Science in the AftermathBy Michael S. Lubell, APS Director of Public Affairs
Michael S. Lubell
How would the outlook for American science be altered if voters had chosen differently? If you believe the published answers to questions posed to both candidates by Physics Today, Science, and Nature, probably not much—with a few notable exceptions: stem cell research and the Moon-Mars Program. Kerry made Bush's opposition to the first a centerpiece of his campaign, and he pledged not to pursue the second, which he said had "no clear objectives or cost estimates."
But even here, the differences were starting to narrow in the run-up to November 2nd. With public support for stem cell research deep and widespread, Republican insiders predicted privately—a few months before the election-that Bush's opposition would have to soften. As for Moon-Mars, early in the summer Congress had already begun to balk at the apparent mega price tag, and by September the Administration's own Office of Management and Budget was also beginning to question whether the program was at all realistic, given the river of federal red ink.
On other issues—missile defense, climate change, energy policy and support for science research and education—you would have been hard pressed to find more than a nuanced difference. Whether either campaign was being honest is quite another matter. When needed, skilled spinmeisters—and both sideshad plenty of them—can carefully craft wording that masks the true positions of a candidate.
So Bush was an advocate for reducing greenhouse gas emissions, and Kerry was a supporter of missile defense. Bush's handlers also said that he opposed developing new nuclear weapons, in spite of well- known White House pressure on congressional appropriators to fund development of the Robust Nuclear Earth Penetrator. And Kerry's spokesmen said that their candidate supported nuclear power, although his track record on the issue might have suggested otherwise.
Looking ahead, each candidate agreed that funding for the physical sciences, mathematics and engineering had shriveled as the NIH budget thrived. They agreed that more spending was needed.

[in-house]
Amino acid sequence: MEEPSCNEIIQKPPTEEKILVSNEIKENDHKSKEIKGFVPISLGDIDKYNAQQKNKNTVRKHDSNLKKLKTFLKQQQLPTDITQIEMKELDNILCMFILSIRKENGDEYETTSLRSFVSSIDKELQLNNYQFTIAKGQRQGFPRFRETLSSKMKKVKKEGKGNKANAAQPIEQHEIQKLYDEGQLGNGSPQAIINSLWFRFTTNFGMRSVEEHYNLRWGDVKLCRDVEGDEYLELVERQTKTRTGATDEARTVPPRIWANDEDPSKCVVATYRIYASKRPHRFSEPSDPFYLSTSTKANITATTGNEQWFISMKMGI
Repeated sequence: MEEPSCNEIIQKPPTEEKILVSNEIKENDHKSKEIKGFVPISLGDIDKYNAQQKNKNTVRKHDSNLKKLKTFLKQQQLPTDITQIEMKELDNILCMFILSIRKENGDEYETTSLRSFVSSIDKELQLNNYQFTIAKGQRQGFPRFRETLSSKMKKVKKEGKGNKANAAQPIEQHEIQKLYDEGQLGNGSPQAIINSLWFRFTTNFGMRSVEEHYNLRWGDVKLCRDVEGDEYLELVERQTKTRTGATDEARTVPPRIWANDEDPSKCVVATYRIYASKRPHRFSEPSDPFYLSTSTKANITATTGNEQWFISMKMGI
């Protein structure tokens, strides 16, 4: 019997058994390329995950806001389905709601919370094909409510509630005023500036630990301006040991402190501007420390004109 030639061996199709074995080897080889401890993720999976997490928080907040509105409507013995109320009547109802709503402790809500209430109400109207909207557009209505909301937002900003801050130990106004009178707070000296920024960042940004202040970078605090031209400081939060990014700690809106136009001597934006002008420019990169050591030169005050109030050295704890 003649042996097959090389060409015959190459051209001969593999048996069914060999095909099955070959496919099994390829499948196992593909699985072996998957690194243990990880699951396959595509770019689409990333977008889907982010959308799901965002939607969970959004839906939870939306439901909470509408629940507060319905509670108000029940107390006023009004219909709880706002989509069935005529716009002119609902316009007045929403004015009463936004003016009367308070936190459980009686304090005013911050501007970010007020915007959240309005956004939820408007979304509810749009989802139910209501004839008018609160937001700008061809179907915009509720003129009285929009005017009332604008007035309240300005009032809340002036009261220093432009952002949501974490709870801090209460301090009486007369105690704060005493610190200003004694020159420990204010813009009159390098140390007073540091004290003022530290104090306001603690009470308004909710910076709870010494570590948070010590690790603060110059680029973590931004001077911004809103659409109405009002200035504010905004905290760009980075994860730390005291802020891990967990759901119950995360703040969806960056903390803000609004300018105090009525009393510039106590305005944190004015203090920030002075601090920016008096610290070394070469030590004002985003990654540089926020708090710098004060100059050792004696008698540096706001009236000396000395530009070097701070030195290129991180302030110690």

But between Iraq, the war on terrorism and tax cuts, the Bush folks said the cupboard was bare. And with Kerry committed to spending more money on homeland security, expanding health care coverage, enlarging the army and keeping Social Security reform off the national agenda, even his staunchest supporters couldn't make the numbers work. Rolling back the tax breaks for the wealthy wouldn't provide enough revenue to cover all the expenditures.
In the first two years of his presidency, Bush portrayed himself as the great reformer: on taxes, on trade, on prescription drugs, on regulations, on education, on global projection of American interests. You might not have liked them or agreed with them, but they represented significant reforms of American policy. Kerry, by contrast, throughout his Senate service was more wedded to the status quo, acting more like a "New Deal" or "Great Society" Democrat" than a Clintonian "New Democrat."
Morton Kondracke, for whom I have great admiration as a political analyst—and, incidentally, as a staunch supporter of science—had this to say in his September 27 Roll Call column, as he pondered his choices on November 2nd, "So whom to vote for? A would-be reformer who can't pay, or a willing payer who can't reform? It's a hard one." Time will tell in the next few years if we chose wisely.
About the only prediction that I will make is that the federal budget will remain a mess for quite some time. The increasing demands on scant federal resources will cause Congress to miss budgetary deadlines more often than not. (This year, we could well be stuck with a Continuing Resolution through February.) And it will tie policy making up into such knots that it could turn the "do-nothing" 108th Congress into a fashion trendsetter.
If I had a solution, I would have run for the White House this year. After all, if Ralph Nader had the chutzpah to do it, why shouldn't I?
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